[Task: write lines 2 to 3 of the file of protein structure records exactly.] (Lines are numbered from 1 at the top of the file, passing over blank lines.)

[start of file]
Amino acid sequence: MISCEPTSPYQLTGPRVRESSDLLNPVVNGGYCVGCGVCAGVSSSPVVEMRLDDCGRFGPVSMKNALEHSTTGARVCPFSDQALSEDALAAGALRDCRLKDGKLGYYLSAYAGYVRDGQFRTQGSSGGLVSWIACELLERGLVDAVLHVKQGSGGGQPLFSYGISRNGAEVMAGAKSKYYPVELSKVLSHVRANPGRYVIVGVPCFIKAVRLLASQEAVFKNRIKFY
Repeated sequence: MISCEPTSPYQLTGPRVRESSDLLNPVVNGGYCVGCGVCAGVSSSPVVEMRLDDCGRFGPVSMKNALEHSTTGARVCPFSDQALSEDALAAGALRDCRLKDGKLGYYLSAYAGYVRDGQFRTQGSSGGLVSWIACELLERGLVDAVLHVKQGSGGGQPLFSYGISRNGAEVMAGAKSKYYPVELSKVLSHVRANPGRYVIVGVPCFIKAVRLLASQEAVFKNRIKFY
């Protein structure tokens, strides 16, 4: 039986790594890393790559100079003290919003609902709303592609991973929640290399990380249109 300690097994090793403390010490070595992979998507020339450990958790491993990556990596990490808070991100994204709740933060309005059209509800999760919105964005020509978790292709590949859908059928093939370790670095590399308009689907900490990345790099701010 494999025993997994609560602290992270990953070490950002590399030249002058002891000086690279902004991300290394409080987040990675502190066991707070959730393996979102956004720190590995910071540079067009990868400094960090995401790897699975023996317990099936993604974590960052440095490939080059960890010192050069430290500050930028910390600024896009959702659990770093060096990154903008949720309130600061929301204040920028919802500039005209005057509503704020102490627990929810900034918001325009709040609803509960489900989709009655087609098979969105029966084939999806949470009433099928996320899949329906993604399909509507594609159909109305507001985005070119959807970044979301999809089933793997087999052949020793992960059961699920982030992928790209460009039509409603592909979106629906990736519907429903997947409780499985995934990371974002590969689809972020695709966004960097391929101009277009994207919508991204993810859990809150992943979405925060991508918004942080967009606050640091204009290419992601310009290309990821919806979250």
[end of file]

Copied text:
Repeated sequence: MISCEPTSPYQLTGPRVRESSDLLNPVVNGGYCVGCGVCAGVSSSPVVEMRLDDCGRFGPVSMKNALEHSTTGARVCPFSDQALSEDALAAGALRDCRLKDGKLGYYLSAYAGYVRDGQFRTQGSSGGLVSWIACELLERGLVDAVLHVKQGSGGGQPLFSYGISRNGAEVMAGAKSKYYPVELSKVLSHVRANPGRYVIVGVPCFIKAVRLLASQEAVFKNRIKFY
């Protein structure tokens, strides 16, 4: 039986790594890393790559100079003290919003609902709303592609991973929640290399990380249109 300690097994090793403390010490070595992979998507020339450990958790491993990556990596990490808070991100994204709740933060309005059209509800999760919105964005020509978790292709590949859908059928093939370790670095590399308009689907900490990345790099701010 494999025993997994609560602290992270990953070490950002590399030249002058002891000086690279902004991300290394409080987040990675502190066991707070959730393996979102956004720190590995910071540079067009990868400094960090995401790897699975023996317990099936993604974590960052440095490939080059960890010192050069430290500050930028910390600024896009959702659990770093060096990154903008949720309130600061929301204040920028919802500039005209005057509503704020102490627990929810900034918001325009709040609803509960489900989709009655087609098979969105029966084939999806949470009433099928996320899949329906993604399909509507594609159909109305507001985005070119959807970044979301999809089933793997087999052949020793992960059961699920982030992928790209460009039509409603592909979106629906990736519907429903997947409780499985995934990371974002590969689809972020695709966004960097391929101009277009994207919508991204993810859990809150992943979405925060991508918004942080967009606050640091204009290419992601310009290309990821919806979250």